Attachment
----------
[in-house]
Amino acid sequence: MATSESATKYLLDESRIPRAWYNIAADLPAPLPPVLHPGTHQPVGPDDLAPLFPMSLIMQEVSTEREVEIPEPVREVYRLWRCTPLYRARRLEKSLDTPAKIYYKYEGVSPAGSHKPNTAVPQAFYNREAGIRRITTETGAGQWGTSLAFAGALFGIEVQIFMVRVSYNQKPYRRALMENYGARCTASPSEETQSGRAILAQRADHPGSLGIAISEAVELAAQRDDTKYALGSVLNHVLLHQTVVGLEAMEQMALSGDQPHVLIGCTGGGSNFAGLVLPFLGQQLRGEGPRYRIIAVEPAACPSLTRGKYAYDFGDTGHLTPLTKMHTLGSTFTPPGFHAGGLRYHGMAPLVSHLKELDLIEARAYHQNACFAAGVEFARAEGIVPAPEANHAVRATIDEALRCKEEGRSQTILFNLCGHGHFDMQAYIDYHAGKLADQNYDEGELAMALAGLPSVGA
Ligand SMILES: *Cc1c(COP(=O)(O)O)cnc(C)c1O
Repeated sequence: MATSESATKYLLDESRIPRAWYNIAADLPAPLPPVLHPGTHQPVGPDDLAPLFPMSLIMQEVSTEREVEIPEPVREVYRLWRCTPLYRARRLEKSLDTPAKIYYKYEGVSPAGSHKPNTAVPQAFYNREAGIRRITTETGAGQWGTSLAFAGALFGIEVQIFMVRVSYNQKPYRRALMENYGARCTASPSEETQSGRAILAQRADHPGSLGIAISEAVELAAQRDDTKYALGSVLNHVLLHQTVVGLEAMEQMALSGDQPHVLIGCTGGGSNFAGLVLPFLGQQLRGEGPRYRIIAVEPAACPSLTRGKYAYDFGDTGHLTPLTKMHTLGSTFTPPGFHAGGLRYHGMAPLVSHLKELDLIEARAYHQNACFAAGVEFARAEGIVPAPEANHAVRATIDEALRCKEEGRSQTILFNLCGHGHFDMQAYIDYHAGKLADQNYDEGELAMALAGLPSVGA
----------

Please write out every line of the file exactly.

[in-house]
Amino acid sequence: MATSESATKYLLDESRIPRAWYNIAADLPAPLPPVLHPGTHQPVGPDDLAPLFPMSLIMQEVSTEREVEIPEPVREVYRLWRCTPLYRARRLEKSLDTPAKIYYKYEGVSPAGSHKPNTAVPQAFYNREAGIRRITTETGAGQWGTSLAFAGALFGIEVQIFMVRVSYNQKPYRRALMENYGARCTASPSEETQSGRAILAQRADHPGSLGIAISEAVELAAQRDDTKYALGSVLNHVLLHQTVVGLEAMEQMALSGDQPHVLIGCTGGGSNFAGLVLPFLGQQLRGEGPRYRIIAVEPAACPSLTRGKYAYDFGDTGHLTPLTKMHTLGSTFTPPGFHAGGLRYHGMAPLVSHLKELDLIEARAYHQNACFAAGVEFARAEGIVPAPEANHAVRATIDEALRCKEEGRSQTILFNLCGHGHFDMQAYIDYHAGKLADQNYDEGELAMALAGLPSVGA
Ligand SMILES: *Cc1c(COP(=O)(O)O)cnc(C)c1O
Repeated sequence: MATSESATKYLLDESRIPRAWYNIAADLPAPLPPVLHPGTHQPVGPDDLAPLFPMSLIMQEVSTEREVEIPEPVREVYRLWRCTPLYRARRLEKSLDTPAKIYYKYEGVSPAGSHKPNTAVPQAFYNREAGIRRITTETGAGQWGTSLAFAGALFGIEVQIFMVRVSYNQKPYRRALMENYGARCTASPSEETQSGRAILAQRADHPGSLGIAISEAVELAAQRDDTKYALGSVLNHVLLHQTVVGLEAMEQMALSGDQPHVLIGCTGGGSNFAGLVLPFLGQQLRGEGPRYRIIAVEPAACPSLTRGKYAYDFGDTGHLTPLTKMHTLGSTFTPPGFHAGGLRYHGMAPLVSHLKELDLIEARAYHQNACFAAGVEFARAEGIVPAPEANHAVRATIDEALRCKEEGRSQTILFNLCGHGHFDMQAYIDYHAGKLADQNYDEGELAMALAGLPSVGA